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Bretton v Hancock, Court of Appeal, 13 April 2005

21 April 2005
The issues

Third Party Insurance Risks – Road Traffic – Contributory Negligence – “Monk v Warbey”

The facts

The Claimant was a passenger in a Rover car driven by her fianc», Mr Bryant-Powell. It was involved in a collision with another vehicle, a Peugeot van driven by John Hancock. Mr Bryant-Powell was killed as was another passenger in the Rover. The Claimant brought an action against Mr Hancock. Mr Hancock was insured. Mr Bryant-Powell was not.

At Trial the Judge found both Mr Hancock and Mr Bryant-Powell responsible for the accident in the ratio 75/25%. The Rover in which the Claimant was travelling had been insured by the Claimant but only for her own driving. It had been bought by Mr Bryant-Powell but in Miss Bretton’s name. The Judge found that she had an interest in the Rover and that she was a user at the time of the accident and also sufficient control over its use.

The Judge found that she was in breach of her duty under Section 143(1) (a) of the RTA 1988 not to use a motor vehicle on the road without compulsory insurance in respect of third party risks. Mr Bryant-Powell was impecunious. The Judge found in favour of Mr Hancock’s counter claim against Miss Bretton for damages for breach of her statutory duty in that as a result of her breach he was unable to recover from Mr Bryant-Powell’s estate in respect of the estate’s liability to contribute 25% of the damages due to Miss Bretton.

In issue on the appeal were three matters:-

1. Whether the Judge had been correct to allow the Counter Claim.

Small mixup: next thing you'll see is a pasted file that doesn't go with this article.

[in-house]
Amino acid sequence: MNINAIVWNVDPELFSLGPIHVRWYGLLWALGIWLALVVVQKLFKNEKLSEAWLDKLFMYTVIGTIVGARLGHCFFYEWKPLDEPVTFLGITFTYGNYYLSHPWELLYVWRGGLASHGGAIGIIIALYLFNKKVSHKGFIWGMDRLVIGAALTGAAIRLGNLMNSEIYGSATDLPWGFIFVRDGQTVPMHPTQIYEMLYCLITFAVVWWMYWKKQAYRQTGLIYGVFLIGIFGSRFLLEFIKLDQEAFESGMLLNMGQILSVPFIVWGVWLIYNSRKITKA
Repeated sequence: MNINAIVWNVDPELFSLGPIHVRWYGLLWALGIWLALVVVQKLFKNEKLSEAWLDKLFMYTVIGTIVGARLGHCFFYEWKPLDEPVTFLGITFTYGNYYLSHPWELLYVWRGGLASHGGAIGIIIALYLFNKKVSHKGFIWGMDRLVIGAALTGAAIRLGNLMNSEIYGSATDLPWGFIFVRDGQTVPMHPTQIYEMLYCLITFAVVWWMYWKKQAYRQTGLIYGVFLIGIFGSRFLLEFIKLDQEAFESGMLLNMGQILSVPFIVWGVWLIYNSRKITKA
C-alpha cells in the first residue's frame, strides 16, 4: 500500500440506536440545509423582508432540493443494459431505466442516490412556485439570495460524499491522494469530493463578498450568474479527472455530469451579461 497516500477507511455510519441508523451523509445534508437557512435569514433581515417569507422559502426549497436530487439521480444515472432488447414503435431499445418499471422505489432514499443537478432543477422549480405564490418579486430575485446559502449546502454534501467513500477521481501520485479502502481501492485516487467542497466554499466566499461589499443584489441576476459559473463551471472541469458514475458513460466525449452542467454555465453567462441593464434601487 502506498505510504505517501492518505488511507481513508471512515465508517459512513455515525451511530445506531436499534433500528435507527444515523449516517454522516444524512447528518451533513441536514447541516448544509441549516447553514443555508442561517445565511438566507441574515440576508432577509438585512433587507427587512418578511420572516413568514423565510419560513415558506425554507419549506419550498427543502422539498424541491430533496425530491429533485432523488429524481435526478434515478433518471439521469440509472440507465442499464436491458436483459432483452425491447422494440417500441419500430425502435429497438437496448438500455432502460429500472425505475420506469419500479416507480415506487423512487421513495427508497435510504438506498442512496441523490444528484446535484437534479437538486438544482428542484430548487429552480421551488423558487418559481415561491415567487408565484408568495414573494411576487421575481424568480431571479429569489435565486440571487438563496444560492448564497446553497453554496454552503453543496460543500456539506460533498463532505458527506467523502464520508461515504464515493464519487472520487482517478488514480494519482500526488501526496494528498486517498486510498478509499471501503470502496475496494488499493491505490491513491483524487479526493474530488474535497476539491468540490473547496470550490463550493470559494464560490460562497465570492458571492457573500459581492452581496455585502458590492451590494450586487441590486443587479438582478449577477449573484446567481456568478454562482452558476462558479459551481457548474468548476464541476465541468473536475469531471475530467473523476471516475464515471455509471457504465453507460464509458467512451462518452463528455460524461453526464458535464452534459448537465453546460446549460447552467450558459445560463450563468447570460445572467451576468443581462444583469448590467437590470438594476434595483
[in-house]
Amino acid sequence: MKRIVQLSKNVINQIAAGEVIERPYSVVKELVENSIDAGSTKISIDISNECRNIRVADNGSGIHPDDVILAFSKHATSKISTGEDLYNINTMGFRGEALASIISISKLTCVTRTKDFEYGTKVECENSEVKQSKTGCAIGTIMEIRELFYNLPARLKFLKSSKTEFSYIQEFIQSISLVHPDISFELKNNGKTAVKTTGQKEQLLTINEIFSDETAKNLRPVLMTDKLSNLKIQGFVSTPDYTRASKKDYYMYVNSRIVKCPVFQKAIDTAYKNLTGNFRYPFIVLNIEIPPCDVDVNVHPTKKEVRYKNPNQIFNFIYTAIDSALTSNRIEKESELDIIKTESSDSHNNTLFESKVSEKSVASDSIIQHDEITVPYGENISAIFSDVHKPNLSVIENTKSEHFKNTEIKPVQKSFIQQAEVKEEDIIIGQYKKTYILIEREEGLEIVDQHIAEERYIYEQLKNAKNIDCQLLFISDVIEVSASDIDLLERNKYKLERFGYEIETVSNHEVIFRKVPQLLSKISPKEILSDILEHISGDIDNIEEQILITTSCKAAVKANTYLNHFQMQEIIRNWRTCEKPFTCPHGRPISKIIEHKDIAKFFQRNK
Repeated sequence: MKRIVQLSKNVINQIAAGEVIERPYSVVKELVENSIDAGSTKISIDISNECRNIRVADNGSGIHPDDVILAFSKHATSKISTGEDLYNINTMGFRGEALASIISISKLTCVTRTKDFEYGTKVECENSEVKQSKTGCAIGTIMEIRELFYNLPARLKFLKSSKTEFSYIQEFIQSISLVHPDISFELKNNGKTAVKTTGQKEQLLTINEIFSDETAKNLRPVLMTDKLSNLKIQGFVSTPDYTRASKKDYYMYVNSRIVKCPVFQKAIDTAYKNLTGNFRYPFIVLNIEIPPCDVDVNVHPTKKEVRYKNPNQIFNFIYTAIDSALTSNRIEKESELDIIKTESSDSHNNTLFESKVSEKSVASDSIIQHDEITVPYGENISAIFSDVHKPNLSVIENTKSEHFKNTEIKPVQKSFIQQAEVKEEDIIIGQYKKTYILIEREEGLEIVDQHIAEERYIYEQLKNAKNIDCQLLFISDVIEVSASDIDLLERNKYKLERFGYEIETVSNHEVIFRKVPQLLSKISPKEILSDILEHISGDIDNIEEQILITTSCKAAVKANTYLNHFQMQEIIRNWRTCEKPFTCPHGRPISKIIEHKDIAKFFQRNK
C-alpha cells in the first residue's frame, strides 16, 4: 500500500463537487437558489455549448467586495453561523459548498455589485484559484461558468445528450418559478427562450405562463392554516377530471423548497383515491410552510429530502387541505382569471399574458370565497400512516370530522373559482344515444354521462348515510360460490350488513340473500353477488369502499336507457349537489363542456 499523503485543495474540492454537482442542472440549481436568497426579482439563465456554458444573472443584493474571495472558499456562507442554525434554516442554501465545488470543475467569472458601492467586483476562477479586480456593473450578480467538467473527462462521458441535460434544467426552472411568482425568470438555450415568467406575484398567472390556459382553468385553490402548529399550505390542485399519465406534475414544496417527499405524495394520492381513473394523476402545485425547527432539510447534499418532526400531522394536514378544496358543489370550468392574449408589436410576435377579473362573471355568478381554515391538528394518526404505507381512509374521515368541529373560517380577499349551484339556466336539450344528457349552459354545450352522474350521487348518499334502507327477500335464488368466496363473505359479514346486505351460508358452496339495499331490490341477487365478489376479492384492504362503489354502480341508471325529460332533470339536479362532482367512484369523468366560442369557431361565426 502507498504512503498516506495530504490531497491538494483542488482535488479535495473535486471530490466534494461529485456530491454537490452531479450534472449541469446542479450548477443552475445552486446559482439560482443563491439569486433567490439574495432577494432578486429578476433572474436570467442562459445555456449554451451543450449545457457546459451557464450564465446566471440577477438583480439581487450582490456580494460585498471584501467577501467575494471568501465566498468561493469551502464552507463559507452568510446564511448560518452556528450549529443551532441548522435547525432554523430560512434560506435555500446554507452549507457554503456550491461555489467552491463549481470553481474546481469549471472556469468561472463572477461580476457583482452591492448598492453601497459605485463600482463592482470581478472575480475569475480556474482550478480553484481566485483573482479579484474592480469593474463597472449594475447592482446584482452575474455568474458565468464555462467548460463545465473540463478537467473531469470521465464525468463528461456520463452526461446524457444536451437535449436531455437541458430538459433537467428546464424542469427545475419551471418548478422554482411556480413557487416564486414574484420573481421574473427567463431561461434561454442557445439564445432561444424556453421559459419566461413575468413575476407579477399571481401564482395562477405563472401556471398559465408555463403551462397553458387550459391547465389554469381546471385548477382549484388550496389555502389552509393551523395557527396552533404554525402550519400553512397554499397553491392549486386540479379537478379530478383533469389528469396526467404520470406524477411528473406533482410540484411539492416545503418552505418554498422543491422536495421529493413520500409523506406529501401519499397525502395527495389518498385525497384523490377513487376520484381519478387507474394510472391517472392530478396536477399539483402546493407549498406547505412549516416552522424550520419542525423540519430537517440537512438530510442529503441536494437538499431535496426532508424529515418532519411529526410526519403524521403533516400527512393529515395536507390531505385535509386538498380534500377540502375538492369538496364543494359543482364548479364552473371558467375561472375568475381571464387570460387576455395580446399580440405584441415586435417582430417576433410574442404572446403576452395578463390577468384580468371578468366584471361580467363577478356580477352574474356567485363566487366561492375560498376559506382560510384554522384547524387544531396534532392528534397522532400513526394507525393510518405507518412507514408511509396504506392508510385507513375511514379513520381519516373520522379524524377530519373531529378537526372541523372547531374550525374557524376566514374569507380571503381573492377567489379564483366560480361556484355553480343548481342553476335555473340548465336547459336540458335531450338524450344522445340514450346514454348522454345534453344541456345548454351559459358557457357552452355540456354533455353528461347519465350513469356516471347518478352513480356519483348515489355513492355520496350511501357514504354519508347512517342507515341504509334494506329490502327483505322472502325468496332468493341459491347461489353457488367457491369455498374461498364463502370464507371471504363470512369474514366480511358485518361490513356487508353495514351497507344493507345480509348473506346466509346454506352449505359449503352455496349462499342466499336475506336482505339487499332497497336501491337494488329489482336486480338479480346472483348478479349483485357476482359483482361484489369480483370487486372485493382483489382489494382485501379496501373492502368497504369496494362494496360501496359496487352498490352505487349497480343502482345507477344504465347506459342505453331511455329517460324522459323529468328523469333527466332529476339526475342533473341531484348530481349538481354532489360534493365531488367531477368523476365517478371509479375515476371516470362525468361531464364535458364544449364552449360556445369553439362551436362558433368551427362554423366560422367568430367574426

2. Whether Mr Bryant-Powell’s driving had contributed in any way to the accident and to Miss Bretton’s injuries.
3. Whether the Judge had been right to find that Miss Bretton was a user of the Rover.

The accident occurred at 10.00 pm on 30th June 2000 on a dual carriageway with two lanes running in either direction through a residential area subject to a 40 mph speed restriction. There was a 3 metre central reservation with cut throughs to allow traffic to turn right into side roads. One side road was Ventnor Drive. Mr Hancock was driving along Valley Road and made a right turn through the central reservation intending to enter Ventnor Drive. He had consumed excess alcohol. The Rover was driving along Valley Road. Mr Hancock drove into the Rover’s path.

Mr Hancock pleaded guilty to two counts of causing death by careless driving under the influence of drink and was sentenced to two years in prison. Mr Bryant-Powell was travelling at 60 mph at the point of impact – 20 mph above the speed limit. He had been racing a Vauxhall driven in the outside lane. It had overtaken the Vauxhall on its inside and was in the lead when the accident occurred. On behalf of the Claimant it had been argued that the collision could not have been avoided and that the Judge was wrong to find that Mr Bryant-Powell’s driving was in any way causative of the accident.

The decision